In one embodiment, the RON receptor-inhibiting compound is an HGFL analog. In another embodiment, the RON receptor-blocking compound is a RON receptor tyrosine kinase antagonist. In another embodiment, the RON receptor-blocking agent is an antibody directed towards the RON receptor in which the binding of the antibody with the RON receptor prevents normal activation of the RON receptor.
Unless otherwise defined, all technical and scientific terms used herein have the same meaning as commonly understood by one of ordinary skill in the art to which this invention belongs. Although methods and materials similar or equivalent to those described herein can be used in the practice or testing of the present invention, suitable methods and materials are described below. All publications, patent applications, patents, and other references mentioned herein are incorporated by reference in their entirety. In the case of conflict, the present specification, including definitions, will control. In addition, the materials, methods, and examples are illustrative only and not intended to be limiting.
Other features and advantages of the invention will be apparent from the following detailed description and claims.
In the description that follows, a number of terms used in the art are extensively utilized. In order to provide a clear and consistent understanding of the specification and claims, including the scope to be given such terms, the following definitions are provided:
“Acute liver injury” refers to liver injury of rapid onset (<6 weeks duration from time of onset of symptoms, such as jaundice, to presentation) leading to abnormal serum alanine aminotransferase levels, or abnormal conjugated bilirubin levels.
“Acute liver failure” (also known as fulminant hepatic failure) is the umbrella term for liver failure which occurs within 12 weeks of the onset of jaundice (based on O'Grady et al. (1993), Lancet 342:273–275). This encompasses acute liver injury, but in addition, includes the presence of abnormal liver synthetic function, as measured by serum albumin level or prothrombin time, with or without the presence of clinical ascites or hepatic encephalopathy.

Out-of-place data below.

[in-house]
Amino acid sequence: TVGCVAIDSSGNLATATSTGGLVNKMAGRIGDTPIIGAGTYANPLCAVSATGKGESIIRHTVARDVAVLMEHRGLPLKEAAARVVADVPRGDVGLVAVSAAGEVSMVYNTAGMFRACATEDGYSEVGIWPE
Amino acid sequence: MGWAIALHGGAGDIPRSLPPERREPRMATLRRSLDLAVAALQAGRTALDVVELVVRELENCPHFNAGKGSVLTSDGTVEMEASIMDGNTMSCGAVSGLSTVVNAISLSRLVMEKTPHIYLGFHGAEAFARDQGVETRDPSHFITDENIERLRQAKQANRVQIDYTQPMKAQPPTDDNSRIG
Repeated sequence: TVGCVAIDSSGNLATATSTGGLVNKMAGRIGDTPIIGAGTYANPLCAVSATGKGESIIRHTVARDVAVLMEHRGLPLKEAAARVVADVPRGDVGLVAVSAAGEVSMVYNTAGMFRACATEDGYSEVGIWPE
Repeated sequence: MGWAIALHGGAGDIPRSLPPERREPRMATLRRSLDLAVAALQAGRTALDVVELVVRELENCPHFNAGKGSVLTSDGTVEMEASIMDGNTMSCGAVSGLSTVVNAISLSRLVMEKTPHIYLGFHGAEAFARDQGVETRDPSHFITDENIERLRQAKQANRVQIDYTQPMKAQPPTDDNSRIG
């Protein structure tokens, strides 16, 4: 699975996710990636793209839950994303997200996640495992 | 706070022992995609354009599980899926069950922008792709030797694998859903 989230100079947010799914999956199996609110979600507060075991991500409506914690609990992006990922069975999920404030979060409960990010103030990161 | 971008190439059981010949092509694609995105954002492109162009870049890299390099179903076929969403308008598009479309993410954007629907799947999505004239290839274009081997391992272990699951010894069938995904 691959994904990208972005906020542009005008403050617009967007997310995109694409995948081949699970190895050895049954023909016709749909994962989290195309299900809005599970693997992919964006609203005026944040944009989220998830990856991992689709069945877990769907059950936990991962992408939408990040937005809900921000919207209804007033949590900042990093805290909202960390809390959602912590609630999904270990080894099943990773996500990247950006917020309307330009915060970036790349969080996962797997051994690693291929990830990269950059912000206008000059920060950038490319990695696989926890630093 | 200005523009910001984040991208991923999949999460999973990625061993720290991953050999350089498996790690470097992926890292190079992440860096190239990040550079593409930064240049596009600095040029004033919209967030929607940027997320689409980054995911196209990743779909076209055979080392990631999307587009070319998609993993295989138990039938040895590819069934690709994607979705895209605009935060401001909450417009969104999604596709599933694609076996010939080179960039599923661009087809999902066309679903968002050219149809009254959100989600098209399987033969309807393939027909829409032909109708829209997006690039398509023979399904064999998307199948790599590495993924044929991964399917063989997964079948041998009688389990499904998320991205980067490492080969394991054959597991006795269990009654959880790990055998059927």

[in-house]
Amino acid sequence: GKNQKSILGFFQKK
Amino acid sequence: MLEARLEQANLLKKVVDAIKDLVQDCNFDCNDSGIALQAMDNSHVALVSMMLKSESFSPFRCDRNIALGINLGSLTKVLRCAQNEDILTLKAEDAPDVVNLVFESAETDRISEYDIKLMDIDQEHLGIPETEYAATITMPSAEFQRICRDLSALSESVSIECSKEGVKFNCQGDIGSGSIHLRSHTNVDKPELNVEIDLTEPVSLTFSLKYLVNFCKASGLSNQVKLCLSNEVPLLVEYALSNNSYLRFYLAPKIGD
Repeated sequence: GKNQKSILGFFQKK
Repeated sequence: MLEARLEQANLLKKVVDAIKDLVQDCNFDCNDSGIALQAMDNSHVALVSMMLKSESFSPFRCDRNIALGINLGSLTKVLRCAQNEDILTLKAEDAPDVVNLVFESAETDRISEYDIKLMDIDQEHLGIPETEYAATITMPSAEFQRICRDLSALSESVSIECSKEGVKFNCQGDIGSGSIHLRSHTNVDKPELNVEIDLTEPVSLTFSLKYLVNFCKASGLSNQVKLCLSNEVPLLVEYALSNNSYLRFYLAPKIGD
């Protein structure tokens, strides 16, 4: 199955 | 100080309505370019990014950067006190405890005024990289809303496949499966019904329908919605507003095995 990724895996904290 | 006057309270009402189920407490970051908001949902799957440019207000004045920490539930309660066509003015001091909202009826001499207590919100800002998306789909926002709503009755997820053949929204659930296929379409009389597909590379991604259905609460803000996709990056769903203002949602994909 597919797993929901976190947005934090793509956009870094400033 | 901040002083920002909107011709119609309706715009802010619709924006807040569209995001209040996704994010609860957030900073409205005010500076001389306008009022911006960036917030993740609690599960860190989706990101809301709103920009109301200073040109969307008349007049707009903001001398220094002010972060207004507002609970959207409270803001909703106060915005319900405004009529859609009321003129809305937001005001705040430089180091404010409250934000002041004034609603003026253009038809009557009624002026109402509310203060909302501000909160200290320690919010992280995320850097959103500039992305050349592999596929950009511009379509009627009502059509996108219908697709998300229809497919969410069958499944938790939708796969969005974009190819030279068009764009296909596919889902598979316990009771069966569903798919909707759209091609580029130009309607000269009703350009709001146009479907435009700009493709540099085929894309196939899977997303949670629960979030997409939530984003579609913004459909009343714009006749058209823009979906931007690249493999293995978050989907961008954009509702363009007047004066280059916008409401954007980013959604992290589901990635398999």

“Alteration”, “amino acid alteration”, “variant” and “amino acid sequence variant” as used herein refer to HGFL molecules with some differences in their amino acid sequences as compared to a native HGFL, such as to native human HGFL. Ordinarily, the variants will possess at least about 80% homology with those domains of wild-type (human) HGFL that are retained in their structure, and preferably, they will be at least about 90% homologous with such domains. Amino acid sequence variants of HGFL polypeptides for use as RON receptor inhibitors or HGFL antagonists may be predetermined mutant forms made by mutating the DNA, either to arrive to an allele or a variant not found in nature, provided that such variants maintain, in part, the biological activity in kind of native human HGFL. Such mutations typically involve substitution, deletion and/or insertion of one or more amino acids in the native amino acid sequence. The amino acid changes also may result in further modifications of HGFL upon expression in recombinant hosts, e.g. introducing or moving sites of glycosylation.